Tackling 501(c)(6) Challenges as a chamber of commerce
April 4, 2019 | Chamber Tips
Navigating red tape as a chamber of commerce is not easy. There are many things to be aware of - and taxes are certainly one of the most important. It is no secret that section 501(c)(6) of the Internal Revenue Code (IRC) can cause headaches for chambers if you’re not aware of them.
Luckily, chamber Discoveries is well-versed in section 501(c)(6), especially through the lens of arranging chamber travel. Let’s take a closer look at some of the 501(c)(6) challenges, and how to manage them.
Overview: What Is 501(c)(6) and Why Does It Matter?
You may be familiar with the term 501(c)(6), but it’s worth taking a quick look due to its importance for chambers of commerce.
Section 501(c)(6) is a subsection of the Federal Internal Revenue Code which governs the United States’ tax laws. Specifically, this section provides some tax exemptions to certain organizations including business leagues such as chambers of commerce.
The section sets out requirements that chambers must meet in order to keep their tax-exempt status. For this reason, it is critical that your chamber is aware of its obligations and meets them. The loss of tax-exempt status could be fatal to the operation of a chamber.
501(c)(6) Requirements and How to Respond to Challenges
501(c)(6) and its corresponding regulations break down the circumstances when a business league (including a chamber of commerce) is exempt from some taxes. Let’s take a closer look at the most important factors.
Challenge #1: It Must Be Operating as A Not-For-Profit, with No Persons Receiving Profit.
As is standard for all 501(c) organizations, a chamber of commerce cannot be operating to distribute profit to any particular person or corporation. Money that comes into the chamber must flow out to benefit members and their business interests.
Any money raised from activities must not be distributed to any individuals as profit. It must be used in line with the chamber’s aims.
Challenge #2: Its Primary Purpose Must Be to Improve Business Conditions in an Area or Industry.
The key to a 501(c)(6) exemption is that the organization’s main focus is to promote the common business interests of its members. This can be achieved in many ways, such as lobbying for better conditions, submitting opinions and policy documents, organizing events, and generally improving the landscape for businesses in your area or industries.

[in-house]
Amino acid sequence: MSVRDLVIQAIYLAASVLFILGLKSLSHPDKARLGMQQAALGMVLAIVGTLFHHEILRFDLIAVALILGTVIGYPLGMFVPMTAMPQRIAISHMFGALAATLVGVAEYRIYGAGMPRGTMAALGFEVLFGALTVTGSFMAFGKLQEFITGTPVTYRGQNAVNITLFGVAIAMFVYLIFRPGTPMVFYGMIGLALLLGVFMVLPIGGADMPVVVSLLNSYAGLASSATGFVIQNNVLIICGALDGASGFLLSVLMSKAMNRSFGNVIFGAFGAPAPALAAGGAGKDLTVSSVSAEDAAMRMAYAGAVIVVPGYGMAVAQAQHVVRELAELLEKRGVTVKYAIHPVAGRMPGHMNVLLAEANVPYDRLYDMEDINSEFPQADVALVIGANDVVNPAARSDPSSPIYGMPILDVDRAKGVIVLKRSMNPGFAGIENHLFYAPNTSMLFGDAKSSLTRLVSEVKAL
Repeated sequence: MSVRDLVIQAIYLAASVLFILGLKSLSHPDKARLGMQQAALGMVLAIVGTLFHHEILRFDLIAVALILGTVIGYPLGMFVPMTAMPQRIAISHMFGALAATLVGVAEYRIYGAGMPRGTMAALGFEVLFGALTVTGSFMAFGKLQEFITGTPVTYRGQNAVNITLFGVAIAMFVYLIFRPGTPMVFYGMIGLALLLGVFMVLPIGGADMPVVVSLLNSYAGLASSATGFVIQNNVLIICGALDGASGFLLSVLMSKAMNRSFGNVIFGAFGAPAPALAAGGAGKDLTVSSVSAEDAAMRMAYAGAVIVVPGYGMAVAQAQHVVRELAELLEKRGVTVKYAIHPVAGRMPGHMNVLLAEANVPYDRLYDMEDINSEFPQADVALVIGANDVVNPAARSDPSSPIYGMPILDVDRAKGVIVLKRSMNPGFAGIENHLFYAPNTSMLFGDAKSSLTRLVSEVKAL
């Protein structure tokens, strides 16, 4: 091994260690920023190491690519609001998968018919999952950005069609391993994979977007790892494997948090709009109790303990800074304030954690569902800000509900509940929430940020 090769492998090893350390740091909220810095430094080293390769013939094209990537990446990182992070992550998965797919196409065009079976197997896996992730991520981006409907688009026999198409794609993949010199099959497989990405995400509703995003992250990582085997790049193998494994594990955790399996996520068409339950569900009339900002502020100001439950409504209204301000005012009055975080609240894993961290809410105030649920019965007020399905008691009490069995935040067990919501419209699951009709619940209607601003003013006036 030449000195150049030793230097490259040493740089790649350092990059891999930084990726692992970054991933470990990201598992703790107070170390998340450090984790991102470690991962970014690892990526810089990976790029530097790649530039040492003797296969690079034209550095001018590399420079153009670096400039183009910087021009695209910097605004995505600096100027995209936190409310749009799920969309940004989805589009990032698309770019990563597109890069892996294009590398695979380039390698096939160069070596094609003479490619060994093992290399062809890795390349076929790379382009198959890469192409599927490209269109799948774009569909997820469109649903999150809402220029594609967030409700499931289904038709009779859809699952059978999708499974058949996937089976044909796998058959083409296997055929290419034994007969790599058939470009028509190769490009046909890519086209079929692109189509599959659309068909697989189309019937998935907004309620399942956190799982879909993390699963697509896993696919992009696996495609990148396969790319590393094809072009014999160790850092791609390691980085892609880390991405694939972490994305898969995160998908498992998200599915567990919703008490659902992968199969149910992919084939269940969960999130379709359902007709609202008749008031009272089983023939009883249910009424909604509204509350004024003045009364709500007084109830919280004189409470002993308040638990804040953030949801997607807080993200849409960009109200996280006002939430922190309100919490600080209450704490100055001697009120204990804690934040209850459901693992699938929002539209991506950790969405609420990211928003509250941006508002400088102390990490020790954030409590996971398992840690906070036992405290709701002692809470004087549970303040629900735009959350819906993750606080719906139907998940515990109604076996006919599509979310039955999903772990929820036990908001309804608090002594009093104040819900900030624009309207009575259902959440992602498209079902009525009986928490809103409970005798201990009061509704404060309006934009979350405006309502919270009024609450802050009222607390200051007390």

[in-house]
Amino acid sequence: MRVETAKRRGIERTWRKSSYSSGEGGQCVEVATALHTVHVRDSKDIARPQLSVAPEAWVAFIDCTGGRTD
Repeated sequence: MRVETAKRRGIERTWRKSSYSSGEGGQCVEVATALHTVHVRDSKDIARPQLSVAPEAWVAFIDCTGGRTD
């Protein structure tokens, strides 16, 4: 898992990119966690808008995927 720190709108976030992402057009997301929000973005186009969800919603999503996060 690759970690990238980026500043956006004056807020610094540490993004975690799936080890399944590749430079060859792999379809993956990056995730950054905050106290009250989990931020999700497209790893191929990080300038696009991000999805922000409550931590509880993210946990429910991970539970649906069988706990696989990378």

What a chamber of commerce cannot do is operate mainly to promote its own interests. A chamber of commerce also can’t promote the business interests of particular members, businesses or services. It must promote business interests as a whole. A chamber of commerce cannot, for example, lobby the government to pass laws that will unfairly advantage one of its members over other businesses in the area or industry.
The purposes of any events must be in line with your overarching purpose to promote and facilitate the common business interests of your members. Often, this will be obvious - travel can help you to raise funds that will allow you to hold events or lobby the government, or perhaps facilitate new interstate or overseas business relationships between your members and industry.
Make sure you’re clear on the long-term benefits of your events and fundraising to promoting business interests - don’t just think about maximizing profit or how it will benefit the chamber itself.
Challenge #3: Its Primary Purpose Is Not to Provide Services for Particular Persons, or to Engage in Regular Business of a Kind Usually Carried On for Profit.
This requirement can sound a little complicated, so let’s break it down. Essentially, a chamber of commerce can never forget that its main purpose is improving business interests, and that it is not a business itself. Most of your chamber’s money, energy and efforts should be directed towards improving business conditions, not carrying on business or providing services.
It gets a little complex here, because many chambers make a lot of their money through providing goods or services, such as travel. In fact, while most people think of donations or membership fees as a not-for-profit’s main income source, often providing goods or services can be more fruitful.
This is absolutely fine, so long as carrying on this business is not your prime purpose or activity as a chamber.
You should always be careful that your chamber is true to its objectives of promoting common business interests. Any “business” you conduct should facilitate these goals, but not be the main reason your chamber exists. Also, you should have multiple revenue streams, not just rely on one service or operation.
As a rule of thumb, it’s worth exploring where the bulk of your effort and expenses are going. Can you see a clear and direct link with the improvement of business conditions? Don’t get so caught up in raising revenue through services that you are no longer true to the purposes of your organization.
While they may seem a bit intimidating at first, the requirements of s 501(c)(6) are actually pretty straight forward. So long as your chamber is continuously promoting business interests, then you have a lot of flexibility in terms of how to carry on your activities. That said, it’s important to be aware of the challenges of 501(c)(6) so that you can easily respond to them.
If chamber travel is part of your planning for the coming tax year, Chamber Discoveries can help make the entire process a breeze. We handle the details so you can focus on your relationships. Contact us today to learn more!
*Note: this information is general in nature and is not legal advice. For advice that is specific to your chamber’s unique circumstances, you should consult an attorney.